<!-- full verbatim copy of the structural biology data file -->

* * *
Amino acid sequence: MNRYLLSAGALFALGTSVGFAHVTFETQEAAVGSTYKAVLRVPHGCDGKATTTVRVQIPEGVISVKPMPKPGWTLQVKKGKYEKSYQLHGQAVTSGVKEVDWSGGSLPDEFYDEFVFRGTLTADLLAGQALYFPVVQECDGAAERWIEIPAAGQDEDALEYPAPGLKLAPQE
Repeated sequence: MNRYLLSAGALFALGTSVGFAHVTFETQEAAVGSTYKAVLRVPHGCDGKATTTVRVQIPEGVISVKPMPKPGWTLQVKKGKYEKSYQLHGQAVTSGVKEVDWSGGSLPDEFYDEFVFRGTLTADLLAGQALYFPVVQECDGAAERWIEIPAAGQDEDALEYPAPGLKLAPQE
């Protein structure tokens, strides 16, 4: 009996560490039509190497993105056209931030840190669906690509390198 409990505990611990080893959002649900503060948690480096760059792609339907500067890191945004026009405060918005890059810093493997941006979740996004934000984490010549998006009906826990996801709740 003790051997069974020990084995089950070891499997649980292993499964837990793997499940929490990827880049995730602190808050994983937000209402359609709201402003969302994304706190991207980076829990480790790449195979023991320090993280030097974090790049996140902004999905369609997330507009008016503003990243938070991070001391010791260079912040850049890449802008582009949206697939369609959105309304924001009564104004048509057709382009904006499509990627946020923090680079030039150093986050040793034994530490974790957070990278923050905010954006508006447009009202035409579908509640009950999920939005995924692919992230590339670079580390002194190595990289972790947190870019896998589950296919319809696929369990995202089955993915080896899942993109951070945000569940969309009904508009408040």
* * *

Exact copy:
Amino acid sequence: MNRYLLSAGALFALGTSVGFAHVTFETQEAAVGSTYKAVLRVPHGCDGKATTTVRVQIPEGVISVKPMPKPGWTLQVKKGKYEKSYQLHGQAVTSGVKEVDWSGGSLPDEFYDEFVFRGTLTADLLAGQALYFPVVQECDGAAERWIEIPAAGQDEDALEYPAPGLKLAPQE
Repeated sequence: MNRYLLSAGALFALGTSVGFAHVTFETQEAAVGSTYKAVLRVPHGCDGKATTTVRVQIPEGVISVKPMPKPGWTLQVKKGKYEKSYQLHGQAVTSGVKEVDWSGGSLPDEFYDEFVFRGTLTADLLAGQALYFPVVQECDGAAERWIEIPAAGQDEDALEYPAPGLKLAPQE
């Protein structure tokens, strides 16, 4: 009996560490039509190497993105056209931030840190669906690509390198 409990505990611990080893959002649900503060948690480096760059792609339907500067890191945004026009405060918005890059810093493997941006979740996004934000984490010549998006009906826990996801709740 003790051997069974020990084995089950070891499997649980292993499964837990793997499940929490990827880049995730602190808050994983937000209402359609709201402003969302994304706190991207980076829990480790790449195979023991320090993280030097974090790049996140902004999905369609997330507009008016503003990243938070991070001391010791260079912040850049890449802008582009949206697939369609959105309304924001009564104004048509057709382009904006499509990627946020923090680079030039150093986050040793034994530490974790957070990278923050905010954006508006447009009202035409579908509640009950999920939005995924692919992230590339670079580390002194190595990289972790947190870019896998589950296919319809696929369990995202089955993915080896899942993109951070945000569940969309009904508009408040």